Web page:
Wednesday, July 29, 2009
I got the idea when we were reading Rodzina. I started looking for a big map of the US, so they could trace Rodzina's journey from Chicago to California and see all the towns she stopped in along the way. I wanted to show which parts of the country were states and which were still territories. The atlases in the juvenile reference area had few details, and were too small to hold up to the group. The adult atlases broke the country into so many sections I would have needed a lot of page-flipping to convey it all. So I went to the Internet. Within a short time, not only did I have the map, but it was a railroad map from 1881. Perfect! We hooked the laptop to the projector, and followed the Orphan Trains west.
That went so well I challenged myself for From The Mixed Up Files of Mrs. Basil E. Frankweiler. Could I find photos of 1960's New York, including the Metropolitan Museum of Art and The Automat? Yup. "Show, don't tell," right?
Last night we discussed the Green Glass Sea. I got a bit carried away. I started by looking for pictures of the atomic test at Trinity and photos of trinitite, the "green glass" of the title. Then I found a surprising number of photos of buildings and housing at Los Alamos in the '40's. Considering the secrecy of the location at the time, it was well-documented. "Hey, kids, want to see Dewey's kitchen? This is what it looked like!" And somewhere in there I lost them. It was the equivalent of looking at the neighbor's vacation slides as a kid. Shadow puppets, the works.
What I learned from this is that while a book needs to be well-researched, a book discussion does not. One or two photos was probably enough, and the author's research and description should speak for itself.
I also re-emphasized for myself how fortunate we are to live in a time where research can be quick and painless. And just because you've done the research does not mean you have to show it all to your readers. Note to self: apply this to my writing.
Saturday, July 25, 2009
Here are the last four paragraphs of the story and the recipes:
Michelle brought an eggplant dip (to a Critique Group meeting at Bridget’s House) and Joan brought some kind of bean dip that were very interesting.
Sarah’s brownies were like a really good book that you hug before you set it down to finally fall asleep and then pick it back up again to finish despite having to suffer the next day.
The two dips on the other hand were like books that you read slowly. You can easily set them down but you can joyfully pick them up to savor later. I kept having to taste them over and over. I’d get a little eggplant dip and let it rest in my mouth – so interesting. Then I’d get some of the bean dip and let it hang out in my mouth for a while – also very interesting. Eggplant dip, bean dip, eggplant dip, bean dip over and over. It was a very interesting and delightful evening and I don’t even like eggplant.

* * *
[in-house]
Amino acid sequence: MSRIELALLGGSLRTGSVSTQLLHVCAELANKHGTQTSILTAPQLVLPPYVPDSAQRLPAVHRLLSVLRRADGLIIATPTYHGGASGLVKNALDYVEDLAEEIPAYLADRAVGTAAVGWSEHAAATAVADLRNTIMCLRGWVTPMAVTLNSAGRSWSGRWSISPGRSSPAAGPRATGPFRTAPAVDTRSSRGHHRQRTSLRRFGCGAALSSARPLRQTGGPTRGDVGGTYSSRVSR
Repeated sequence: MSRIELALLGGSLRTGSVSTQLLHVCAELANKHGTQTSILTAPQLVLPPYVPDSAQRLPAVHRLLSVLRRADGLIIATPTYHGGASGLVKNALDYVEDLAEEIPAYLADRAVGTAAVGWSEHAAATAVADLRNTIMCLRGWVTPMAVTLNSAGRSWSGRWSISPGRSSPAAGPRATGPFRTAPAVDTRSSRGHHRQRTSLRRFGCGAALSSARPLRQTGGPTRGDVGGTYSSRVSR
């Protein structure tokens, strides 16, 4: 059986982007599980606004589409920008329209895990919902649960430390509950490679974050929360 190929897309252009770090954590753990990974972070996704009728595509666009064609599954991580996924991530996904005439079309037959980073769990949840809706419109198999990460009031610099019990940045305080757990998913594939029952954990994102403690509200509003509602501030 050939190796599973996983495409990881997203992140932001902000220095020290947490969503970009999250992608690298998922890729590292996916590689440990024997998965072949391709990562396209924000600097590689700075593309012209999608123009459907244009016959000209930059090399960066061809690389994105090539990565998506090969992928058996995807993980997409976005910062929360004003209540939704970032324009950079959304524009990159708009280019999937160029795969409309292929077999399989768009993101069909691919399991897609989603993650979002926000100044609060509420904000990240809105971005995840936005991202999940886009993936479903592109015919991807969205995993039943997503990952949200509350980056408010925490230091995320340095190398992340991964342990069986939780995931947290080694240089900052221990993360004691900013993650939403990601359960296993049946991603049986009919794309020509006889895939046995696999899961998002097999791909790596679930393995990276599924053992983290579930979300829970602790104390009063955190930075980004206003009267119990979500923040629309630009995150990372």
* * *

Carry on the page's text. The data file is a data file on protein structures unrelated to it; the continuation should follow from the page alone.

Okay that’s really the end of my story. I warned you from the beginning that it wasn’t really going to go anywhere. Now all I have left to do is to actually give you the three recipes for a good critique group meeting. Unfortunately, I don’t actually have the bean dip one yet from Joan. I have to get it for me and for you. I haven’t tried to make the eggplant one yet, because I am waiting for my free eggplant to ripen in my parents' garden. Do you have the nerve to try the brownies? They really are good. I am going to make them again myself as soon as I am finished with this blasted diet. Will I ever be finished? It takes forever to lose weight especially if the dieter is always breaking the diet. You all may have to make and eat the brownies for me. Good luck!
3/4 cup butter
1 1/2 c sugar
1 1/2 t. vanilla.
1 t. instant coffee
3/4 c flour
3/4 c cocoa
dash or two cinnamon
about 1 c. chocolate chips.
Melt butter, stir in sugar. Stir in eggs, one at a time, till well
mixed. Then add vanilla and instant coffee. Mix dry ingredients
together and add to butter mixture. Stir till mixed, then stir in
pour into greased 8 x 8 pan. Bake at 350 for about 30 minutes.
The Eggplant Recipe is a link from Rachael Ray.
Tuesday, July 21, 2009
I need to come clean right here at the beginning and confess that this story really is going to be about recipes - not writing. Unfortunately I have no clever twist at the end to bring it around to the normal theme of our blog. I am, therefore, asking you up front not to wait expectantly wondering how in the world I am going to bring this around to writing – I’m not.
Most of our Critique Group meetings are BUSINESS, BUSINESS, BUSINESS. We meet at Panera Bread, and I am always late. I dash past the food counter not even bothering to order a cup of tea, much less food. Recently, however, we have had some out of the ordinary meetings. The first one was when Lisa came back through Charlottesville on her way from Belgium to Oregon. We decided to have a party meeting at my house in honor of Lisa being with us in person rather than on the computer screen. I had hoped for a slumber party, but with so many people having to get up to be at work the next morning, it turned out to be just a party party. We had food, wine, and a writing video about Richard Peck. People brought a smorgasbord of yummy things but what has stuck in my mind (even though it was two months ago) is Sarah’s rich, dark, chocolatey, with a touch of cinnamon and coffee, brownies. Everyone at the meeting kept saying how good they were, but I proudly resisted tasting one. I can’t resist brownies right out of the oven, but once they’ve cooled down I have will power. With every compliment those brownies received, though, my will power weakened until finally I found one of the morsels melting in my mouth.
“It’s the real butter, the extra chocolate chips, the dash of cinnamon, and the sprinkle of coffee,” Sarah said, noticing the look of delight in my eyes.
“Mmmm,” I said and I closed my eyes and savored the flavor
Right now I am on an official diet. I had my physical two weeks ago and experienced a moment of shock when the nurse told me how much I weigh. I felt hungry a while ago and realized that if I went to bed I could manage to not eat any more food today. I have set myself a goal, though, of writing for an hour a day and I had not completed my goal. I told myself that if I actually went to the computer and wrote I could have a bowl of cheddar cheese rice cakes as a reward. Well, my cheddar cheese rice cakes are gone, and I can’t handle writing about brownies anymore. Therefore, this is the end of part one of “Recipes for a good Critique Group Meeting.” I promise that although I am not going to write about writing I will give you the brownie recipe in a future edition. Stay Tuned.